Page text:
The study of protein-protein interactions is key to understanding the network of molecular interactions underlying biological effects, and defining how individual proteins perform their functional role within a cell. A detailed understanding of these interactions often provides insight into aberrant signaling in disease. This collection brings together the wide range of techniques that have been developed to study interactions using in vitro, cell-based and in vivo approaches. Each technique has its own strengths, for example enabling systematic interrogation of the complete ‘interactome’, providing detailed atomic-level information about a single interaction or insight into the subcellular localization of interacting proteins. Some techniques are easily adaptable to high-throughput screening of libraries or pulling out novel interacting partners while others have a more limited capacity. Readouts such as microscopy and mass-spectrometry are employed in protein-protein interaction techniques and some provide quantitative information on the affinity of the interaction.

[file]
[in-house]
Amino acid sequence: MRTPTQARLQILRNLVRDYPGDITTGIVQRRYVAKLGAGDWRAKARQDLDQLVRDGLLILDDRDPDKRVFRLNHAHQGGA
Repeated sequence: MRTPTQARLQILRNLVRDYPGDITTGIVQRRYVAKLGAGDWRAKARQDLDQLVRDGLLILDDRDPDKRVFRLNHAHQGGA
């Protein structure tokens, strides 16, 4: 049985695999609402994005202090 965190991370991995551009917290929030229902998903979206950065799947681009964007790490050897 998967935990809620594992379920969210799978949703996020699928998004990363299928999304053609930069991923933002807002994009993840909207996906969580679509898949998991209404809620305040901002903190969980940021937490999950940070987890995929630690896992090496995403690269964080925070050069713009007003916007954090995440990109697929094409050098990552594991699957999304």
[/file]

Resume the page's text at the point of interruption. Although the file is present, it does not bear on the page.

Examples of methods to be included in this collection are: co-immunoprecipitation and antibody interference; pull-down assays using fusion proteins or modular protein domains; proximity-dependent labeling techniques (e.g. BioID); far western and receptor affinity probes; affinity purification coupled with mass-spectrometry; two-hybrid technologies (yeast and mammalian); fluorescence microscopy (e.g. immunofluorescence, FRET, super-resolution microscopy); protein complementation assays (e.g. BiFC); biophysical approaches (X-ray crystallography, NMR, AUC, SPR) and microarray-based techniques (i.e. tissue and protein arrays).